David Chandler's Journal of Java Web and Mobile Development

  • David M. Chandler

    Web app developer since 1994 and Google Cloud Platform Instructor now residing in Colorado. Besides tech, I enjoy landscape photography and share my work at ColoradoPhoto.gallery.

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    March 2010
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Coding getLogger() quickly with an Eclipse template

Posted by David Chandler on March 12, 2010

The AppEngine admin console log viewer is so powerful that it makes me want to log anything and everything. One obstacle to this (however minor) is that it’s a pain to write this for every class in which I want to log:

private static final Logger LOG = Logger.getLogger(MyLongClassName.class.getName());

Eclipse code templates to the rescue! Open Window | Preferences | Java | Editor | Templates and create a new template. Name it “log”, set the context to “Java type members”, and enter this pattern:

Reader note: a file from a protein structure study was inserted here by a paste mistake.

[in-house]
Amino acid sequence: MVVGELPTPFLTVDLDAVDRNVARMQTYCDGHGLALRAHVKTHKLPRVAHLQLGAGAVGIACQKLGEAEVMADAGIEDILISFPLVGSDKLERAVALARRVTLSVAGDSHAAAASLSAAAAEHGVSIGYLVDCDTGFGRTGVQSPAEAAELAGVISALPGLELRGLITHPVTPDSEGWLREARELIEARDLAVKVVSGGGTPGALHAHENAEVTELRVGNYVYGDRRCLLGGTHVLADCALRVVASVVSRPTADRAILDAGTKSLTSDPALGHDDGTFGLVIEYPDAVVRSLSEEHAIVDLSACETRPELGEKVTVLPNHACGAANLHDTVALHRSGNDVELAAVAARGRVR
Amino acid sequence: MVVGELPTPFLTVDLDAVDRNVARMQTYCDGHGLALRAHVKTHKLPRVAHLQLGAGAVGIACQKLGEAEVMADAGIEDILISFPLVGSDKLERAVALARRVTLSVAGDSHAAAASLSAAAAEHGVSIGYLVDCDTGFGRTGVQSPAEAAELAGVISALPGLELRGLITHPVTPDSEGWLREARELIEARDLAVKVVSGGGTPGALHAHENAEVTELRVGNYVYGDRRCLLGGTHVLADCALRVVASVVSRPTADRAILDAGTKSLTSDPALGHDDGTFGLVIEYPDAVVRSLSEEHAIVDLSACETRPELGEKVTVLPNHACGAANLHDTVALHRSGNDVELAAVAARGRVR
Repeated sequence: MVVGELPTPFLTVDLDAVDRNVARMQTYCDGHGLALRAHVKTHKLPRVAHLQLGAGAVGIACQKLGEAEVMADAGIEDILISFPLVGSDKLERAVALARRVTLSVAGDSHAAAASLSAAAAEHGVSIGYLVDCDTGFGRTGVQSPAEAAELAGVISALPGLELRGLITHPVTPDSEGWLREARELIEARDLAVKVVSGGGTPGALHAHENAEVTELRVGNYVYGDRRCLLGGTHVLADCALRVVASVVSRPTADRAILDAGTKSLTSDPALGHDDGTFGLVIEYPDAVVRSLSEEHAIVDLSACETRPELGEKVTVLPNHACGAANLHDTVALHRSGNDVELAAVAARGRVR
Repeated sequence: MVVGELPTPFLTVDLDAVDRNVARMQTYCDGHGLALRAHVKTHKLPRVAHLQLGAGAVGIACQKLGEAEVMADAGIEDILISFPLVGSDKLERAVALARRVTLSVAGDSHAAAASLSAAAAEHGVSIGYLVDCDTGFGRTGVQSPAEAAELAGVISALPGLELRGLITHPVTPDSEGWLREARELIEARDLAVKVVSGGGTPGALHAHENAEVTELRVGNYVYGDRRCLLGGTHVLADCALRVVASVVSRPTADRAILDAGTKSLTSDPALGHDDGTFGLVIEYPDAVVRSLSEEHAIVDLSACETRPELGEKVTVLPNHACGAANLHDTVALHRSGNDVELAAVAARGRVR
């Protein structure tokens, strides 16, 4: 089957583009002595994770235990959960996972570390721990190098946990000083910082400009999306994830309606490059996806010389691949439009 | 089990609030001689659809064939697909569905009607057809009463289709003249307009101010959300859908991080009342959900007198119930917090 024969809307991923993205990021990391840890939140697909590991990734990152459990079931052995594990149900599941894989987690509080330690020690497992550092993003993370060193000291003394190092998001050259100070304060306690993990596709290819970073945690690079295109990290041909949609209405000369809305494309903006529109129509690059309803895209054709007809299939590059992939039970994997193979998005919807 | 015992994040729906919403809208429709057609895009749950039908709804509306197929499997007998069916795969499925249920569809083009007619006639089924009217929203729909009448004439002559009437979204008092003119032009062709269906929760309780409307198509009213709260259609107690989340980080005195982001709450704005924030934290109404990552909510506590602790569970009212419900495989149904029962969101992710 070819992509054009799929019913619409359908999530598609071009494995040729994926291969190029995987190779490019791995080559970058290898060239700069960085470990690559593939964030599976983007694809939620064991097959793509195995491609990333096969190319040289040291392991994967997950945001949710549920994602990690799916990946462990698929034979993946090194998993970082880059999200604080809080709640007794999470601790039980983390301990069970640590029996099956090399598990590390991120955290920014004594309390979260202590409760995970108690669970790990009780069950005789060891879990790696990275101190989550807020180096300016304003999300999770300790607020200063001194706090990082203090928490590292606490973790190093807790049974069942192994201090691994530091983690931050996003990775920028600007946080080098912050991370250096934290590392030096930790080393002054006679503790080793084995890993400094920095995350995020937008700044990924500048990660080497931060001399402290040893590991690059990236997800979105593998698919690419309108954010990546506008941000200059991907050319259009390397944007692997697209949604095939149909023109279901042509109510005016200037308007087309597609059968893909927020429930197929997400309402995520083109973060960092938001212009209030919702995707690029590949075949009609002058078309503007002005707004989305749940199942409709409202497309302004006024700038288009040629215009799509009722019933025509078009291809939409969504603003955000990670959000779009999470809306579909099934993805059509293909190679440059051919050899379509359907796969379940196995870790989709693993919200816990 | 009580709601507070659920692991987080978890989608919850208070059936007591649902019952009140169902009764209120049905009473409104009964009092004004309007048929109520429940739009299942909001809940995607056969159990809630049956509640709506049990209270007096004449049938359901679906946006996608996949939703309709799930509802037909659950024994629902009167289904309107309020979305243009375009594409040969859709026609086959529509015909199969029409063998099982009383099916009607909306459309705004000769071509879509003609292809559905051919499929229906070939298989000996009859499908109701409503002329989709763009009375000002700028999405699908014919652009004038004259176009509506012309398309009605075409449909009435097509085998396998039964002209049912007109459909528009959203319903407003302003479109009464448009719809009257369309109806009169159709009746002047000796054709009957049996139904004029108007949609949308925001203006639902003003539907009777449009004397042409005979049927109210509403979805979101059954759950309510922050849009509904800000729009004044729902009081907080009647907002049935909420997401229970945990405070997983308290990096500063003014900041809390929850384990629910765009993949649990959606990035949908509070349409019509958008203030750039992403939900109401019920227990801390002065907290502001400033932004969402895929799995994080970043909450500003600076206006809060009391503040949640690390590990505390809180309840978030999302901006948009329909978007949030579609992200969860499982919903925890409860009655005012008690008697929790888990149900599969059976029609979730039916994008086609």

private static final Logger LOG = Logger.getLogger(${enclosing_type}.class.getName());

Click OK to save it. Now open any class in the editor, and type “log” followed by Ctrl-Space. Press Enter. Presto!

I feel a template for AsyncCallbacks coming on…

3 Responses to “Coding getLogger() quickly with an Eclipse template”

  1. Eric Jablow said

    Perhahaps you should consider using AOP to log server calls. AspectJ is pretty useful here. Spring AOP is quite simple.

    • Thanks, Eric. I didn’t say it in the post, but the context here is an AppEngine project, and many of the reflection-like operations needed for AOP are not in the JRE whitelist, so I haven’t put a lot of energy into getting it to work. Plus, I need ultra-lean startups due to AppEngine cold starts, so startup-time bytecode enhancement, etc. are undesirable. But if anyone’s done lazy init AOP on AppEngine, I’m all ears.

      • Eric Jablow said

        My projects may not use AppEngine, so I have not bothered to learn about it. However, Guice uses aopalliance.jar and has method interception, so there may be a way to do it. I have no idea if it could be done fast. If I were programming a non-AppEngine application, I certainly would use AOP for logging.

        I have no idea what is suitable for your situation. I just don’t like boilerplate code. I have used similar Eclipse templates myself.

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